Coping With Change
At first glance, selecting a person living with a spinal cord injury (SCI) as your guest speaker may seem an interesting choice for a state conference whose focus is workplace change management.
However, after further consideration it actually makes sense. Someone living with a spinal cord injury has experience not only adjusting to life with a disability, but ever changing roles and needs. In March, Darron Shields from PBF Australia shared his story and motivated outlook on life with over 450 TAFE Queensland employees, who are about to embark on their own journey of change within their organisation.
“Darron spoke of the importance of safety and had an inspiring story of how to accept and move on when a large change occurs in our lives” – Ana Rodger, Executive Director Education and Training, TAFE.
We all deal with change through our lives.
Having the will to change is merely the first step. Adjusting to a spinal cord injury is a life-long process. In the beginning your adjustment focuses on dealing with the loss and learning about your new body. Over time you find the will to accept the changes, learn and master the new skills required, and how you can integrate them into daily life.
The next step is re-assessing your roles in life. The role that you had (as dad or mum, at work, as a partner or a friend) in comparison with the new role that has been given to you. There is no question that the level of change is significant, but depending on what stage you are at in your life when the spinal injury occurred, having the mind set to adjust or remove certain life roles is different for everyone. The only way forward is to deal with the frustrations and develop ways in which to make these new roles practical, productive and meaningful. You may lose some old responsibilities but also gain some new ones along the way.
When addressing your changing needs your mind set has a huge impact on your emotional state. Specific cultural and mental adjustments may arise that require constant work every day. These emotions affect not only you but everyone who is involved in your life and the adjustment process. It is vitally important to accept support from your family and friends but still maintain some control of your future. Just like you should accept support from your work colleagues when undergoing changes in the workplace. If left alone emotional reactions can become an issue that limit or prevent you from taking part and moving forward with these changes.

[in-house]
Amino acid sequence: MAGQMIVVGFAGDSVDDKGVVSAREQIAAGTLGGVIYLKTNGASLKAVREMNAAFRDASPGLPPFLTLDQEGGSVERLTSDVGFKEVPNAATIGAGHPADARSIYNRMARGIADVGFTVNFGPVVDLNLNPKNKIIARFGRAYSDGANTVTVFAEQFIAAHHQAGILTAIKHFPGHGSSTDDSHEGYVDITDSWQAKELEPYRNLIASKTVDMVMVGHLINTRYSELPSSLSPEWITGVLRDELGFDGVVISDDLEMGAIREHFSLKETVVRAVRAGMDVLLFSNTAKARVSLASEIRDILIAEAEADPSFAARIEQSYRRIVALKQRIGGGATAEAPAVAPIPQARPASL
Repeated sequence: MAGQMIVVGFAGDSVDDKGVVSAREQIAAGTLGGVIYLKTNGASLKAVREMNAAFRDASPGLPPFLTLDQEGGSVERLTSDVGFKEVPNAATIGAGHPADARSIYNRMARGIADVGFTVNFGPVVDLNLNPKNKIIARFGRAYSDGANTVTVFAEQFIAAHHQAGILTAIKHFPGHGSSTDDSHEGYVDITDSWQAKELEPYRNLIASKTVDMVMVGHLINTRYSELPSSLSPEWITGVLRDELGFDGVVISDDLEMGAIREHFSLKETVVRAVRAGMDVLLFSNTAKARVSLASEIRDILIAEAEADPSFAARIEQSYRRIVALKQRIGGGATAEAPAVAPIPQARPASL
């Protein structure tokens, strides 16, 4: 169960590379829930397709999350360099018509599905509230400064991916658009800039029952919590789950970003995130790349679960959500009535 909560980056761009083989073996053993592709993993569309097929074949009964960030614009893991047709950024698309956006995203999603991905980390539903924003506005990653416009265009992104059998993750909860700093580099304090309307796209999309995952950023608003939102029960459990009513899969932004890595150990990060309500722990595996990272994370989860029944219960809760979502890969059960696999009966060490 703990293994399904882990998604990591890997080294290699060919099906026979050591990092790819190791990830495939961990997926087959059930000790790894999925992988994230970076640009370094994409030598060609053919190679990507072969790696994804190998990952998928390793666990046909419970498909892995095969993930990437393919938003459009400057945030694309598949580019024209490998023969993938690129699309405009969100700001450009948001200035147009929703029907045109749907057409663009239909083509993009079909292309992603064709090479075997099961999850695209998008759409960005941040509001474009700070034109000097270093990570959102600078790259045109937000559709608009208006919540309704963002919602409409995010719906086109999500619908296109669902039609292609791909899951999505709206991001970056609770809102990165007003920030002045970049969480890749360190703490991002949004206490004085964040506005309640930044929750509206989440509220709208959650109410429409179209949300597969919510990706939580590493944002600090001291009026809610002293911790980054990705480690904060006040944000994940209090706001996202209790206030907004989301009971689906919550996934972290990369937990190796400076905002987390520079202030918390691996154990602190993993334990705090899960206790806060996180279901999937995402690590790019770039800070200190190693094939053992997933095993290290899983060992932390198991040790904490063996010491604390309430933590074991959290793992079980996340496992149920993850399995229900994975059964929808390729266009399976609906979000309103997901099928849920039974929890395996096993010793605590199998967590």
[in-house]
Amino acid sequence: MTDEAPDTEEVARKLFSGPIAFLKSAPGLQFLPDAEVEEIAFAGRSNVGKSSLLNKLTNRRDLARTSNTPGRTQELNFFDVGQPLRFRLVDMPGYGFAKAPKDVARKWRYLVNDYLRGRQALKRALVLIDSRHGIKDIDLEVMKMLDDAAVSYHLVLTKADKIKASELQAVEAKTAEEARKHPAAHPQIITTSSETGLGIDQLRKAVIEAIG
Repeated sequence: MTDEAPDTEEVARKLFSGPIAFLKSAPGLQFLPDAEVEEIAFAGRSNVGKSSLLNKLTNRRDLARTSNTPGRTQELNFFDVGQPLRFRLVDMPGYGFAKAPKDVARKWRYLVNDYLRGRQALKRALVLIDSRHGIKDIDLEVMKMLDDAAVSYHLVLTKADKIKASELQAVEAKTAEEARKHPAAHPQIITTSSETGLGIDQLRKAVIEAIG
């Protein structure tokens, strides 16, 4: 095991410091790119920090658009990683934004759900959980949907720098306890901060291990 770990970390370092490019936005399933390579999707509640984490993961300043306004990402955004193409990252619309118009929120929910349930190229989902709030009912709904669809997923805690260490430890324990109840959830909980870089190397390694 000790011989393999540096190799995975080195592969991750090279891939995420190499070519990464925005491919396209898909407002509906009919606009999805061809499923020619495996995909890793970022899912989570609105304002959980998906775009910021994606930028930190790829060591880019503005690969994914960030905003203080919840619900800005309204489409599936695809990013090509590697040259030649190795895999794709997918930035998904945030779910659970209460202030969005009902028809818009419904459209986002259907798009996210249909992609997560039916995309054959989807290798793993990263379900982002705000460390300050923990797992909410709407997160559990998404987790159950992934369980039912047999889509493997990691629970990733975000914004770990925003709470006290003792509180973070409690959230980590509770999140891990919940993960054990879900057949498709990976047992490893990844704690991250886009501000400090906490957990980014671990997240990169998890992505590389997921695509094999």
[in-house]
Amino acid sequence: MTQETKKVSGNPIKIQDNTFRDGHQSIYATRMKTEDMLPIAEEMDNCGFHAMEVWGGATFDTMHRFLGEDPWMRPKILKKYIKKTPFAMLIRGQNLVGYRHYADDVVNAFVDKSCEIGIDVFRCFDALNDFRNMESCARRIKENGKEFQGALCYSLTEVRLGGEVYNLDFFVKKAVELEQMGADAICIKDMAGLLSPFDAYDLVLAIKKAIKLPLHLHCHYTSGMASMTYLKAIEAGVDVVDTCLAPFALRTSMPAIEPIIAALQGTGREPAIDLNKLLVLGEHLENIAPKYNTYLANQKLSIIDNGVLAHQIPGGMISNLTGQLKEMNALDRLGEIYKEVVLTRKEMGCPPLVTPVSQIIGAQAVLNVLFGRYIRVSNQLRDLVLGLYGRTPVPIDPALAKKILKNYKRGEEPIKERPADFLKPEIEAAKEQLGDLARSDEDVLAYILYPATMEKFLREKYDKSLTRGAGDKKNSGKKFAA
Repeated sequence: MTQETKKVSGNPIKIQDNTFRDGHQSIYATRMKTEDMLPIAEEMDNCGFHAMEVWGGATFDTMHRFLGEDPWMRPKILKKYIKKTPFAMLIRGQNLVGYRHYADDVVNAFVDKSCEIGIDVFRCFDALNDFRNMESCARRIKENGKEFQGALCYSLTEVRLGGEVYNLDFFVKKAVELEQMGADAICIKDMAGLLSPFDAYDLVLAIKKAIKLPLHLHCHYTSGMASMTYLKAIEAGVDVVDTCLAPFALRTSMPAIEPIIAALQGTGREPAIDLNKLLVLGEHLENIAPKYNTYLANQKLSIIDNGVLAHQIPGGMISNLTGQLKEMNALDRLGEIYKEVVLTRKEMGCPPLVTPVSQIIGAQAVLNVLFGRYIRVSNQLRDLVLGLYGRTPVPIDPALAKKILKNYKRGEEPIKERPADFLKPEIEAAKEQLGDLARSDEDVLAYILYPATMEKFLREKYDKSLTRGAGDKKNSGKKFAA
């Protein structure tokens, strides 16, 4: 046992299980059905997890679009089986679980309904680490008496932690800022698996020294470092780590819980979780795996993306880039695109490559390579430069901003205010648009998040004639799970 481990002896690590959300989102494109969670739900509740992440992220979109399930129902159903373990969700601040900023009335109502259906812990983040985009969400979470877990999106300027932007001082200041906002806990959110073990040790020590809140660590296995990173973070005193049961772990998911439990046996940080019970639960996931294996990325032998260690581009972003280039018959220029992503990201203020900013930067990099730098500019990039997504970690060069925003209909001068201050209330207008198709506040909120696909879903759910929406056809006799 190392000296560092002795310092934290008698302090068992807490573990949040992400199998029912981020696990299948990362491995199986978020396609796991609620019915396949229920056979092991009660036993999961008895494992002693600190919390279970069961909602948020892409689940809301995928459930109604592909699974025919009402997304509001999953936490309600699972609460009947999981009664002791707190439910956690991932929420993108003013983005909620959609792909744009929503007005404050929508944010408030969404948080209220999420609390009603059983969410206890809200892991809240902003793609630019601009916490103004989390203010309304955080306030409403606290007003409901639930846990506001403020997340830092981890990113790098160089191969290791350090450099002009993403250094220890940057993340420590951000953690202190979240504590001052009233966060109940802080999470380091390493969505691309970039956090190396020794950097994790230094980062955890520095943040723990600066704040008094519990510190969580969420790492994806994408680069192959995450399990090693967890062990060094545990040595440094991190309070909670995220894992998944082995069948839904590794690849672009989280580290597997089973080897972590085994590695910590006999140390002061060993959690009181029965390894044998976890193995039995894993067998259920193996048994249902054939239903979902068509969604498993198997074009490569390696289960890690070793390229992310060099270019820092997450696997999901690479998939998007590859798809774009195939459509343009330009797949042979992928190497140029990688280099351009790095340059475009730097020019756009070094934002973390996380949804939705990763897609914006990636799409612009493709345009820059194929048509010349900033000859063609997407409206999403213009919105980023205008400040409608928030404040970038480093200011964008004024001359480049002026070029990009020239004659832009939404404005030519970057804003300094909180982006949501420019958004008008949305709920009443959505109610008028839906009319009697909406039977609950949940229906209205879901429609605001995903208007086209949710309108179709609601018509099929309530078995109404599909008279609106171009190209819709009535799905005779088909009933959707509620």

People who are living with a disability are more willing to accept change because of the journey they have already been on. They have learnt not to sweat the small stuff or let things break you, so they can still move forward with their lives. During his presentation Darron shared with his audience the most prolific thing that was said to him in rehab – “you are not ill, you are here to learn how to deal with the changes in your life.”
PBF presenters are fully engaged in the world around them. Leading active and meaningful lives and spreading PBF’s message of safety in their local communities. Yes there is a period of adjustment after incurring a spinal cord injury. Just like there is a period of adjustment with any dramatic change in your life. But it is important to see the whole picture as you are more than just one part.
“I walked away from Darron’s speech feeling inspired and wanting to better myself both in my work life, and personal life” – TAFE Queensland Employee.